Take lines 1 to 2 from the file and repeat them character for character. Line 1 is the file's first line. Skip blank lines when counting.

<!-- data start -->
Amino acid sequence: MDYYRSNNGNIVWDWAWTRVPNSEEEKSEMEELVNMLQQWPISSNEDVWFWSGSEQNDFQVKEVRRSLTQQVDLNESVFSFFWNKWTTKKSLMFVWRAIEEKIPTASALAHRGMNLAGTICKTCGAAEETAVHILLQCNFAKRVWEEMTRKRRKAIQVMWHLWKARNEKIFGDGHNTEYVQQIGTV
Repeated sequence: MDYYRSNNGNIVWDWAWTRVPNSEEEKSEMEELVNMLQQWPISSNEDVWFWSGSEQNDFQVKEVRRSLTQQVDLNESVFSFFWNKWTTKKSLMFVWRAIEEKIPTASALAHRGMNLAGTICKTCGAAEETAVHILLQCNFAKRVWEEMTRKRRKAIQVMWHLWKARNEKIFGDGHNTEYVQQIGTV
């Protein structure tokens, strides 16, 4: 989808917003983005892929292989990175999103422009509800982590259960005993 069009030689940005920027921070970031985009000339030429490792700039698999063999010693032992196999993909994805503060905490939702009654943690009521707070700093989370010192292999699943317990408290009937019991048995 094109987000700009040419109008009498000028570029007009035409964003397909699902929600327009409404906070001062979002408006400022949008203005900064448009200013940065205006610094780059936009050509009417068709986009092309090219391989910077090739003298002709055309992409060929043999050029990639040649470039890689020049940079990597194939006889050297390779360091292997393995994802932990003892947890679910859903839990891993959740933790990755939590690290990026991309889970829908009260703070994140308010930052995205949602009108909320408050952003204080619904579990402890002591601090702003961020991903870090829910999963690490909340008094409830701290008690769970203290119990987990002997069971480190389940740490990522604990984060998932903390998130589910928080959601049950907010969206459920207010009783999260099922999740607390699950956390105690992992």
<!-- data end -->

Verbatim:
Amino acid sequence: MDYYRSNNGNIVWDWAWTRVPNSEEEKSEMEELVNMLQQWPISSNEDVWFWSGSEQNDFQVKEVRRSLTQQVDLNESVFSFFWNKWTTKKSLMFVWRAIEEKIPTASALAHRGMNLAGTICKTCGAAEETAVHILLQCNFAKRVWEEMTRKRRKAIQVMWHLWKARNEKIFGDGHNTEYVQQIGTV
Repeated sequence: MDYYRSNNGNIVWDWAWTRVPNSEEEKSEMEELVNMLQQWPISSNEDVWFWSGSEQNDFQVKEVRRSLTQQVDLNESVFSFFWNKWTTKKSLMFVWRAIEEKIPTASALAHRGMNLAGTICKTCGAAEETAVHILLQCNFAKRVWEEMTRKRRKAIQVMWHLWKARNEKIFGDGHNTEYVQQIGTV